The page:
Apparently, Michael Powell used procedural measures in defiance of logic to separate out the issue of localism from the issue of ownership, creating a “localism docket” that was separate from the “ownership proceedings.” The thousands of people testifying on such things as the importance of local news had their impact muffled.

I didn’t totally understand that, so I instant-messaged Hannah, also from Prometheus, about it. She said it would be a “retroactive victory for all of those people who commented.”

5:45:27 PM Hannah: if the localism docket is combined with the media ownership rulemaking
5:45:40 PM Hannah: each instance of a person mentioning abuse or lack of action or bias by a local outlet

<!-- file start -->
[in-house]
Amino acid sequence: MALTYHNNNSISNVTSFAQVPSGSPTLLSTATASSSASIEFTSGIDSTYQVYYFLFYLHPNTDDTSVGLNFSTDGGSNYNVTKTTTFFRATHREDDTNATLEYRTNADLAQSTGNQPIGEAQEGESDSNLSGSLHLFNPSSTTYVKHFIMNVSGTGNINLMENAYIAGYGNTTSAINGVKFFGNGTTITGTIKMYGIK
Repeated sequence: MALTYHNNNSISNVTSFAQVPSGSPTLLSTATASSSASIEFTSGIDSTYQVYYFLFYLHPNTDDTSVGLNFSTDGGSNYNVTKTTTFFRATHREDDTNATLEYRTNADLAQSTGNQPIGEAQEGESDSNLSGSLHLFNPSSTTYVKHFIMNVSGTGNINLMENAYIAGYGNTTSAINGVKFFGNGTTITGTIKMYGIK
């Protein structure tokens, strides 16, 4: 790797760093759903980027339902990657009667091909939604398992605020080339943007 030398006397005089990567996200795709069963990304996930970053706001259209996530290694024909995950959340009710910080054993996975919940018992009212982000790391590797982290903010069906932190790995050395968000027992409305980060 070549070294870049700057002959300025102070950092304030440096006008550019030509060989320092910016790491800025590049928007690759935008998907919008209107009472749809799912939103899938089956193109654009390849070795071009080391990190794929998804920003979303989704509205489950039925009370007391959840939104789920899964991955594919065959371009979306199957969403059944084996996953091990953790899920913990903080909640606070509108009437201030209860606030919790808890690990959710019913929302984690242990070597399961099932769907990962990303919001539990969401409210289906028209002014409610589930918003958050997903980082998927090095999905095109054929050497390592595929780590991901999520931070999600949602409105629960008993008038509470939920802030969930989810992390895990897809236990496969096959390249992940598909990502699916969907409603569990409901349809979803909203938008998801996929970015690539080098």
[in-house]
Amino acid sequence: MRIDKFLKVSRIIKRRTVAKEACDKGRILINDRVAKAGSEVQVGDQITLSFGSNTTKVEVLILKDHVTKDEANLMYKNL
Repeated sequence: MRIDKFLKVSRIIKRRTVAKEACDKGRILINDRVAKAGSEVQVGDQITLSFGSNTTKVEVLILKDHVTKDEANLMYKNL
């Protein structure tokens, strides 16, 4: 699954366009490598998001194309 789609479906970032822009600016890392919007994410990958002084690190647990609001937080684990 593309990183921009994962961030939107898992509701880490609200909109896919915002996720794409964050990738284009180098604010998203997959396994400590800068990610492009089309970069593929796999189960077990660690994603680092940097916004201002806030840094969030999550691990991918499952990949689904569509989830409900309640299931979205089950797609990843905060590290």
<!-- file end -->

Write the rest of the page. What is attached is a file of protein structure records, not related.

5:45:46 PM Hannah: or positive action by a local outlet
5:45:53 PM Hannah: has to be researched and supported or refuted
5:45:54 PM Hannah: and/or
5:46:01 PM Hannah: can be used in a judicial review of the rulemaking
5:46:23 PM Hannah: so what was offered as a comforter to millions of angry americans who suddenly couldn’t speak on the powell ownership docket
5:46:33 PM Hannah: become building blocks for another media infrastructure in the martin docket
5:46:34 PM Hannah: there!
5:46:39 PM Hannah: I WILL PUT THAT IN A BLOG
5:46:40 PM Hannah: HOW ABOUT THAT
5:46:41 PM Hannah: hahaha
5:46:53 PM Josh: if you don’t, I will

Hannah is actually on Counterspin today. Apparently Janine Jackson wanted to talk about a slightly different idea that Hannah actually did write about on her blog.